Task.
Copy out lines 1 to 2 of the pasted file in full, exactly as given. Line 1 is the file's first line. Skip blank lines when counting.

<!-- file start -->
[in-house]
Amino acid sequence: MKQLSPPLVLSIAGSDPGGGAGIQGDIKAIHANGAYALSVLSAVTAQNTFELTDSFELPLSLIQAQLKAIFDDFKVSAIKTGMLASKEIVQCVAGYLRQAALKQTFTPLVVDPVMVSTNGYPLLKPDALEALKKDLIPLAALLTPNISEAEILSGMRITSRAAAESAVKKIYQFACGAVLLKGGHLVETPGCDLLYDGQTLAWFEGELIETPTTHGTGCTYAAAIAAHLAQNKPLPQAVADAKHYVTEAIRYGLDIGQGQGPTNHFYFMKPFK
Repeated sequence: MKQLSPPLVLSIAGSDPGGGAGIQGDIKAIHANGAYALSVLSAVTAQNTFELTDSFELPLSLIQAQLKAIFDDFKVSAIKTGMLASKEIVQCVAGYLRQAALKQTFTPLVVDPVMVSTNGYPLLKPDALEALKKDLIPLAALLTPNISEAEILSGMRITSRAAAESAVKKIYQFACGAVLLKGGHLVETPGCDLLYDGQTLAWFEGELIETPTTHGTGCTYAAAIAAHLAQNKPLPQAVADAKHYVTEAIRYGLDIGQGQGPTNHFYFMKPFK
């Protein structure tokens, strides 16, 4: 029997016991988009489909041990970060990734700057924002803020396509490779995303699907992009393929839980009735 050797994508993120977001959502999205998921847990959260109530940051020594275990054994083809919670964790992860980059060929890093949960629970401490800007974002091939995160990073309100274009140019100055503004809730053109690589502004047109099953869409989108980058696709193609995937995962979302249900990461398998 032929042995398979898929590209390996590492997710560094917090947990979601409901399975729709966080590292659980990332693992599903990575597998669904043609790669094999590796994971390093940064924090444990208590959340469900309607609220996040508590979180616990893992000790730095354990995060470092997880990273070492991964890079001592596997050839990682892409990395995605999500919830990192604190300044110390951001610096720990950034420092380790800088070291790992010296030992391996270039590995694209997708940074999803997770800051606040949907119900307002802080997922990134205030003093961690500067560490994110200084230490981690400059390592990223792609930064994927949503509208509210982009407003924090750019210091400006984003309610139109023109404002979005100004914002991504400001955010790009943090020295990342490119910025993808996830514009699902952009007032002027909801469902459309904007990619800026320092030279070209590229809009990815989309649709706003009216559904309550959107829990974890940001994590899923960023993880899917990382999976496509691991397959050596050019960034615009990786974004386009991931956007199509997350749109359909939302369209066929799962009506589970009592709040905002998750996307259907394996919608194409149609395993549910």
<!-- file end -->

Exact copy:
[in-house]
Amino acid sequence: MKQLSPPLVLSIAGSDPGGGAGIQGDIKAIHANGAYALSVLSAVTAQNTFELTDSFELPLSLIQAQLKAIFDDFKVSAIKTGMLASKEIVQCVAGYLRQAALKQTFTPLVVDPVMVSTNGYPLLKPDALEALKKDLIPLAALLTPNISEAEILSGMRITSRAAAESAVKKIYQFACGAVLLKGGHLVETPGCDLLYDGQTLAWFEGELIETPTTHGTGCTYAAAIAAHLAQNKPLPQAVADAKHYVTEAIRYGLDIGQGQGPTNHFYFMKPFK